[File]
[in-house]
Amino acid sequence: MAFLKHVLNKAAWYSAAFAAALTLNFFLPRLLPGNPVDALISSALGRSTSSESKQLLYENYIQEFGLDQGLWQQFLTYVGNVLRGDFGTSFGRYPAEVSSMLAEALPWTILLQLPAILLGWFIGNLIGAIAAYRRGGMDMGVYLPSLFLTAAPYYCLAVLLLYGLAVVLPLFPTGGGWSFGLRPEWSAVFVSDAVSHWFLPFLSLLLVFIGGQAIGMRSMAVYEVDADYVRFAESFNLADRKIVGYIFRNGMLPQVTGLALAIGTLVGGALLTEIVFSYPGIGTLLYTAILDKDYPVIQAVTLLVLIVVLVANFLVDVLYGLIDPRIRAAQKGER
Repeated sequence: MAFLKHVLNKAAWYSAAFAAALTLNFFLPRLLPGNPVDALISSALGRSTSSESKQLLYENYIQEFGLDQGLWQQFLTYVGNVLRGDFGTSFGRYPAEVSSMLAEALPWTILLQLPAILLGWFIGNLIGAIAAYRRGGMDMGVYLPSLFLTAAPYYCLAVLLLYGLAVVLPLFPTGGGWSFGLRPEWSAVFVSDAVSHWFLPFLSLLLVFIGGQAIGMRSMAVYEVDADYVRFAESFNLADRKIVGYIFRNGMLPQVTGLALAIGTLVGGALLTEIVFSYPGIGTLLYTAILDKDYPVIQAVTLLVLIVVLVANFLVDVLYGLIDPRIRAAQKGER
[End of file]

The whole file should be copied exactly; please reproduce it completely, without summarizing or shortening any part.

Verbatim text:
[in-house]
Amino acid sequence: MAFLKHVLNKAAWYSAAFAAALTLNFFLPRLLPGNPVDALISSALGRSTSSESKQLLYENYIQEFGLDQGLWQQFLTYVGNVLRGDFGTSFGRYPAEVSSMLAEALPWTILLQLPAILLGWFIGNLIGAIAAYRRGGMDMGVYLPSLFLTAAPYYCLAVLLLYGLAVVLPLFPTGGGWSFGLRPEWSAVFVSDAVSHWFLPFLSLLLVFIGGQAIGMRSMAVYEVDADYVRFAESFNLADRKIVGYIFRNGMLPQVTGLALAIGTLVGGALLTEIVFSYPGIGTLLYTAILDKDYPVIQAVTLLVLIVVLVANFLVDVLYGLIDPRIRAAQKGER
Repeated sequence: MAFLKHVLNKAAWYSAAFAAALTLNFFLPRLLPGNPVDALISSALGRSTSSESKQLLYENYIQEFGLDQGLWQQFLTYVGNVLRGDFGTSFGRYPAEVSSMLAEALPWTILLQLPAILLGWFIGNLIGAIAAYRRGGMDMGVYLPSLFLTAAPYYCLAVLLLYGLAVVLPLFPTGGGWSFGLRPEWSAVFVSDAVSHWFLPFLSLLLVFIGGQAIGMRSMAVYEVDADYVRFAESFNLADRKIVGYIFRNGMLPQVTGLALAIGTLVGGALLTEIVFSYPGIGTLLYTAILDKDYPVIQAVTLLVLIVVLVANFLVDVLYGLIDPRIRAAQKGER